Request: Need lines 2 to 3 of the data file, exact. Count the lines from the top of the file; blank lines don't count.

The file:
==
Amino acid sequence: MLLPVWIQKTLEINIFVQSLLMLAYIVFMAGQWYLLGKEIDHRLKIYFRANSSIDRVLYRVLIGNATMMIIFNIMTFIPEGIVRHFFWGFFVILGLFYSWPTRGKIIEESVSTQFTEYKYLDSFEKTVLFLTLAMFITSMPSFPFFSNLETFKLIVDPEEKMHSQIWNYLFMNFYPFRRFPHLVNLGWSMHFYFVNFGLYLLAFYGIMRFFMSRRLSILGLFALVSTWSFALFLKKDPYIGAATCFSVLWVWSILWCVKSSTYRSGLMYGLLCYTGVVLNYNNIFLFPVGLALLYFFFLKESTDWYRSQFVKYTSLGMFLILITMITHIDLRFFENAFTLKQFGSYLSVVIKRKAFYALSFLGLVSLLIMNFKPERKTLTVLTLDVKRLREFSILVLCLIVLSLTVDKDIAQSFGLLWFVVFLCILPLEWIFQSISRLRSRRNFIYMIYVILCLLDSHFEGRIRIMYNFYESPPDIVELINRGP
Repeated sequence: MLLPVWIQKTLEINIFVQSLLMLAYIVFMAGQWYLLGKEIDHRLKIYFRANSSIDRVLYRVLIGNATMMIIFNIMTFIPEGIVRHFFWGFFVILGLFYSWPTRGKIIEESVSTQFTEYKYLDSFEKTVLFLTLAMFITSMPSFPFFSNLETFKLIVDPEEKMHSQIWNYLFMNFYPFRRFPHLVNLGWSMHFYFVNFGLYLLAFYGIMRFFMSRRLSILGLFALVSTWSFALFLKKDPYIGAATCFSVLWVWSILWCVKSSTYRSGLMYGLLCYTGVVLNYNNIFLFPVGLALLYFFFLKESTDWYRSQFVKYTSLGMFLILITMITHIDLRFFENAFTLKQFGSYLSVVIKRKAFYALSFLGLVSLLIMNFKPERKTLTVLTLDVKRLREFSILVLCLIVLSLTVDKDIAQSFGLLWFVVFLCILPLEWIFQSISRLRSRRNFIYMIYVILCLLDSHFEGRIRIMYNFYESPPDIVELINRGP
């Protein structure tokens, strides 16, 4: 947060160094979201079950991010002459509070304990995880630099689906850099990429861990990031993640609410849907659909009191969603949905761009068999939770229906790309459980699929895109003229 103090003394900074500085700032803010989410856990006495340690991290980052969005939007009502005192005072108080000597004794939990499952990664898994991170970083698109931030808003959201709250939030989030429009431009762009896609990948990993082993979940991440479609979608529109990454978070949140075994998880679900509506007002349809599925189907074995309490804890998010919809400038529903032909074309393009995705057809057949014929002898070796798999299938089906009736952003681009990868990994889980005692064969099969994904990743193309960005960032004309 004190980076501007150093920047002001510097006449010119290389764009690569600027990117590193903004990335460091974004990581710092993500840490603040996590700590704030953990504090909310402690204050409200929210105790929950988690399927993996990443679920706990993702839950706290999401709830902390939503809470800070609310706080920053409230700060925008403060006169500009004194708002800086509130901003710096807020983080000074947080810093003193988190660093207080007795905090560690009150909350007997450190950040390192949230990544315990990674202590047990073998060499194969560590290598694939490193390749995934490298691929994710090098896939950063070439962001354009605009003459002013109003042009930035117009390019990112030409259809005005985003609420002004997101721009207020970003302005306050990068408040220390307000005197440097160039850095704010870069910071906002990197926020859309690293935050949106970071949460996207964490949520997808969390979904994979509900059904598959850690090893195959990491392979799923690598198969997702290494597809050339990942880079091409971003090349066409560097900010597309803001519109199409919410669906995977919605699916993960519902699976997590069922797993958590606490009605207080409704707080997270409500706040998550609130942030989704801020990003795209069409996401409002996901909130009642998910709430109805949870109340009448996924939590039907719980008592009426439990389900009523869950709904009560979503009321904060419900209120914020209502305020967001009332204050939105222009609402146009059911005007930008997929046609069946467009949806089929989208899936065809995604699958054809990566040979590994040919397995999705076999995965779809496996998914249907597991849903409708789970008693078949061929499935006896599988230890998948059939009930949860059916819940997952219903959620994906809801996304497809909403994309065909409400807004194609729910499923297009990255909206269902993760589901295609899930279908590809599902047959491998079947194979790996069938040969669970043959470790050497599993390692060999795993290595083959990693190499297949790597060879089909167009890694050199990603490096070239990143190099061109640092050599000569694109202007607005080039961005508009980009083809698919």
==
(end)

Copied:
Repeated sequence: MLLPVWIQKTLEINIFVQSLLMLAYIVFMAGQWYLLGKEIDHRLKIYFRANSSIDRVLYRVLIGNATMMIIFNIMTFIPEGIVRHFFWGFFVILGLFYSWPTRGKIIEESVSTQFTEYKYLDSFEKTVLFLTLAMFITSMPSFPFFSNLETFKLIVDPEEKMHSQIWNYLFMNFYPFRRFPHLVNLGWSMHFYFVNFGLYLLAFYGIMRFFMSRRLSILGLFALVSTWSFALFLKKDPYIGAATCFSVLWVWSILWCVKSSTYRSGLMYGLLCYTGVVLNYNNIFLFPVGLALLYFFFLKESTDWYRSQFVKYTSLGMFLILITMITHIDLRFFENAFTLKQFGSYLSVVIKRKAFYALSFLGLVSLLIMNFKPERKTLTVLTLDVKRLREFSILVLCLIVLSLTVDKDIAQSFGLLWFVVFLCILPLEWIFQSISRLRSRRNFIYMIYVILCLLDSHFEGRIRIMYNFYESPPDIVELINRGP
């Protein structure tokens, strides 16, 4: 947060160094979201079950991010002459509070304990995880630099689906850099990429861990990031993640609410849907659909009191969603949905761009068999939770229906790309459980699929895109003229 103090003394900074500085700032803010989410856990006495340690991290980052969005939007009502005192005072108080000597004794939990499952990664898994991170970083698109931030808003959201709250939030989030429009431009762009896609990948990993082993979940991440479609979608529109990454978070949140075994998880679900509506007002349809599925189907074995309490804890998010919809400038529903032909074309393009995705057809057949014929002898070796798999299938089906009736952003681009990868990994889980005692064969099969994904990743193309960005960032004309 004190980076501007150093920047002001510097006449010119290389764009690569600027990117590193903004990335460091974004990581710092993500840490603040996590700590704030953990504090909310402690204050409200929210105790929950988690399927993996990443679920706990993702839950706290999401709830902390939503809470800070609310706080920053409230700060925008403060006169500009004194708002800086509130901003710096807020983080000074947080810093003193988190660093207080007795905090560690009150909350007997450190950040390192949230990544315990990674202590047990073998060499194969560590290598694939490193390749995934490298691929994710090098896939950063070439962001354009605009003459002013109003042009930035117009390019990112030409259809005005985003609420002004997101721009207020970003302005306050990068408040220390307000005197440097160039850095704010870069910071906002990197926020859309690293935050949106970071949460996207964490949520997808969390979904994979509900059904598959850690090893195959990491392979799923690598198969997702290494597809050339990942880079091409971003090349066409560097900010597309803001519109199409919410669906995977919605699916993960519902699976997590069922797993958590606490009605207080409704707080997270409500706040998550609130942030989704801020990003795209069409996401409002996901909130009642998910709430109805949870109340009448996924939590039907719980008592009426439990389900009523869950709904009560979503009321904060419900209120914020209502305020967001009332204050939105222009609402146009059911005007930008997929046609069946467009949806089929989208899936065809995604699958054809990566040979590994040919397995999705076999995965779809496996998914249907597991849903409708789970008693078949061929499935006896599988230890998948059939009930949860059916819940997952219903959620994906809801996304497809909403994309065909409400807004194609729910499923297009990255909206269902993760589901295609899930279908590809599902047959491998079947194979790996069938040969669970043959470790050497599993390692060999795993290595083959990693190499297949790597060879089909167009890694050199990603490096070239990143190099061109640092050599000569694109202007607005080039961005508009980009083809698919």